Center for Global Constitutionalism
News from the Center
New article by Jakob Zollmann in the "South African Historical Journal"
When partition of the country seemed a possibility to end apartheid in South Africa. Read Jakob Zollmann's latest article on the history of an idea among constitutional scholars, social scientists and journalists.
“Cold Warriors justifying imperial American policy” or “the admirable figure of the lawyer policy-maker”?
In his latest EJIL article, our research fellow Ríán Derrig challenges the dominant narratives about the intellectual history and origins of the New Haven School of International Law. He identifies links to psychoanalysis and philosophical pragmatism and suggests a new reading: the New Haven School as part of a “pragmatist tradition of examining the American sense of self.”
New "Jus Cogens" article by Kriszta Kovács
In her article our research fellow Kriszta Kovács argues that the ECtHR's model of democracy rests on two pillars: pluralism and parliamentarism, and suggests that the ECtHR should review referendums and presidential elections that substantially affect parliamentarism in a member state.
About our research
Constitutionalism has gone global. A commitment to the rule of law, democracy and human rights – the core commitments of the modern constitutional tradition that has its roots in the American and French Revolutions - has become the defining feature of a global legitimatory script that is applied not only in the context of newly established state constitutions, but also for assessment, interpretation and progressive development of law beyond the state.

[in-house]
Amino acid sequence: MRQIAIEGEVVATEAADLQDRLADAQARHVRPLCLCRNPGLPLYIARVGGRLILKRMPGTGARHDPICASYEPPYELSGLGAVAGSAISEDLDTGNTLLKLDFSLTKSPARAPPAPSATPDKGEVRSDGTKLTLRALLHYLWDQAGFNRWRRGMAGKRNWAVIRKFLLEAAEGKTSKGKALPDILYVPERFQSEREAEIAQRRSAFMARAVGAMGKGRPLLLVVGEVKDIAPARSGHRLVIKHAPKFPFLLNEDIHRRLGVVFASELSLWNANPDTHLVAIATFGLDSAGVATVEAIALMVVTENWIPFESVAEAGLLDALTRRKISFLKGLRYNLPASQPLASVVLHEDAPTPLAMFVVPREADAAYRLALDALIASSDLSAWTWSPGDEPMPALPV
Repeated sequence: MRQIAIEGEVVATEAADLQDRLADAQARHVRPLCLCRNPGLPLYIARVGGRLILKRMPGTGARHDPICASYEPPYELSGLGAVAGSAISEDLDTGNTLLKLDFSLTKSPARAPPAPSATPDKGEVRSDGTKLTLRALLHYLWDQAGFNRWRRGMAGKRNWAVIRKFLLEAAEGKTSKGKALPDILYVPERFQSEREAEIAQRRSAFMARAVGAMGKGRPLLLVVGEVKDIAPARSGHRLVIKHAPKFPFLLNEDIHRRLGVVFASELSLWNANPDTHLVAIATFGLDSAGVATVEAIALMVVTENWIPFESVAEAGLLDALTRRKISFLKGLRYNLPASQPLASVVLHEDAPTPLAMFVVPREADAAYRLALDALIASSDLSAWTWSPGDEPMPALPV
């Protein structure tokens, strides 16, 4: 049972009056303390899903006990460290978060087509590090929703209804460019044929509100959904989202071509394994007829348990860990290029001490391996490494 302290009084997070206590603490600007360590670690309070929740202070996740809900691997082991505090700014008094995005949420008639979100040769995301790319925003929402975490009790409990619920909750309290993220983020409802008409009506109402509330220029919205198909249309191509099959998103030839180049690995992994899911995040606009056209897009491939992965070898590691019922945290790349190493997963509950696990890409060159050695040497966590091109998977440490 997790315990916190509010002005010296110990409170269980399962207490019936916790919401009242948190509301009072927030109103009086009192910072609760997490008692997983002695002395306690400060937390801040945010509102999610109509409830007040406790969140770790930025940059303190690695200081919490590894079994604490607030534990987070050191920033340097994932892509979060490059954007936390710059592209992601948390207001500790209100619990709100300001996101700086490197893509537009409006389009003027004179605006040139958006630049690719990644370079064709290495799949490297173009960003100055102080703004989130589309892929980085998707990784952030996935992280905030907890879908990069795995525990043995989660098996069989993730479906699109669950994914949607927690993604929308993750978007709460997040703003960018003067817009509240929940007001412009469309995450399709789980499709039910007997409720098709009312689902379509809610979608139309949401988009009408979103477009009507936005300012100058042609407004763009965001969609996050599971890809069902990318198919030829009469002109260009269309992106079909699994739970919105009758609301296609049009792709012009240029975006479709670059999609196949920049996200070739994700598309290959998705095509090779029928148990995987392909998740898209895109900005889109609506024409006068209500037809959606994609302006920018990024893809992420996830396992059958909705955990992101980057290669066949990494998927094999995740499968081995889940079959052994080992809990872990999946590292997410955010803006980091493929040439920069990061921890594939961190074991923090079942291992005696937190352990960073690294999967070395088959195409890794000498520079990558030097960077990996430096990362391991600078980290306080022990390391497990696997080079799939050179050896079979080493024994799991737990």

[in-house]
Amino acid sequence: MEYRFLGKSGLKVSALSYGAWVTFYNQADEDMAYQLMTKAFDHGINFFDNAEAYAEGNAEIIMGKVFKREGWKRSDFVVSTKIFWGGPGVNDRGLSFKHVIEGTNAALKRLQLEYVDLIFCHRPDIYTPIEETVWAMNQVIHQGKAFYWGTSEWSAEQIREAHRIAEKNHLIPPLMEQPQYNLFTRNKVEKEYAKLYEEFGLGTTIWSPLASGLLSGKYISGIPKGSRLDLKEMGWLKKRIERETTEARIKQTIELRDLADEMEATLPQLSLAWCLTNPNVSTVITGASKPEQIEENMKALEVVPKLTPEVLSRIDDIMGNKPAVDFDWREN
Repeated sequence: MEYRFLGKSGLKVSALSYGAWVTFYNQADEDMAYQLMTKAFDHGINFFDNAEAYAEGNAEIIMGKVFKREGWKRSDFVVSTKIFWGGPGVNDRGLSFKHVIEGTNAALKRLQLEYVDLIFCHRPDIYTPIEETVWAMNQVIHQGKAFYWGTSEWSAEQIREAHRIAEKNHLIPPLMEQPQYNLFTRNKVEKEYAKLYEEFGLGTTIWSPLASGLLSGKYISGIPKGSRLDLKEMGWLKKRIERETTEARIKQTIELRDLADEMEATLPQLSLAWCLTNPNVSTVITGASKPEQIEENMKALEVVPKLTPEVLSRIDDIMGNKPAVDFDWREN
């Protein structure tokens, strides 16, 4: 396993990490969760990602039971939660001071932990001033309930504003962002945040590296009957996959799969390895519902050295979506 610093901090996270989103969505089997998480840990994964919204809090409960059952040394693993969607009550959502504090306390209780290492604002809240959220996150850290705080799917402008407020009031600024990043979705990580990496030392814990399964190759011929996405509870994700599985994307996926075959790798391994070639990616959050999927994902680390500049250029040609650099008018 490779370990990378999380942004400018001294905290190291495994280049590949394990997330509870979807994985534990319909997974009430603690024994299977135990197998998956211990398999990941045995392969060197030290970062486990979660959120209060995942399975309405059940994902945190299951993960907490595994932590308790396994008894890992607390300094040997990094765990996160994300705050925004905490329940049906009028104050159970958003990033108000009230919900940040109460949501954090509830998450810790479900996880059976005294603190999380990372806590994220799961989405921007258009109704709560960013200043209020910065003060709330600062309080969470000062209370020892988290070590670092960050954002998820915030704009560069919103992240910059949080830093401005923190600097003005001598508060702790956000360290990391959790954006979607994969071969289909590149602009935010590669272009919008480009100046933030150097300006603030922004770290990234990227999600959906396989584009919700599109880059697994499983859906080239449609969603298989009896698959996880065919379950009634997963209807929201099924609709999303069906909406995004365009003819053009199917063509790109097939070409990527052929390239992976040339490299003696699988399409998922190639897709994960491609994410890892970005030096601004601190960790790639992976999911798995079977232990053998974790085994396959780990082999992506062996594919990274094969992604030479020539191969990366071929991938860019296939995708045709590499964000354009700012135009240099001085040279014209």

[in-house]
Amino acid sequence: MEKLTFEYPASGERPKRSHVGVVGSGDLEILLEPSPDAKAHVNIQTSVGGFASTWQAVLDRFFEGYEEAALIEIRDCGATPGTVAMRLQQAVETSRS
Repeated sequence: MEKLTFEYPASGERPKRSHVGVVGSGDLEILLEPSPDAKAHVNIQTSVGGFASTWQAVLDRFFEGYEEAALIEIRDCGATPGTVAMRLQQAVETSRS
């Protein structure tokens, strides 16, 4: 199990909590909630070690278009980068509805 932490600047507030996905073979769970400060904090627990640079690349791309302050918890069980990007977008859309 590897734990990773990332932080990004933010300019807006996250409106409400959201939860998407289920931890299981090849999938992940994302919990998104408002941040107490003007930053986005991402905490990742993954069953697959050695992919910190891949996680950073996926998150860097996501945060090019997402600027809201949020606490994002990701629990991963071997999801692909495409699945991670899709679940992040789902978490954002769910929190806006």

The Center for Global Constitutionalism as a platform for problem-focused basic research is focused on addressing three kinds of resulting questions:
1. How are existing institutions, procedures and standards to be interpreted, progressively developed or reformed, in order to ensure that the rule of democratically legitimate and human rights respecting law, can successfully be developed beyond the state, even in the face of deep political disagreement across states?
2. If there are common standards, according to which all states must comply with norms relating to the rule of law, democracy and human rights, exactly how are these standards to be understood? Through what kind of mechanisms should the global spread and enforcement of these standards be supported?
3. The Center for Global Constitutionalism also examines different theoretical and historical questions, that concern the relationship between the rule of law, democracy and human rights itself. This includes questions concerning the history and theory of citizenship, European integration, the regulation of markets and the theory of human rights.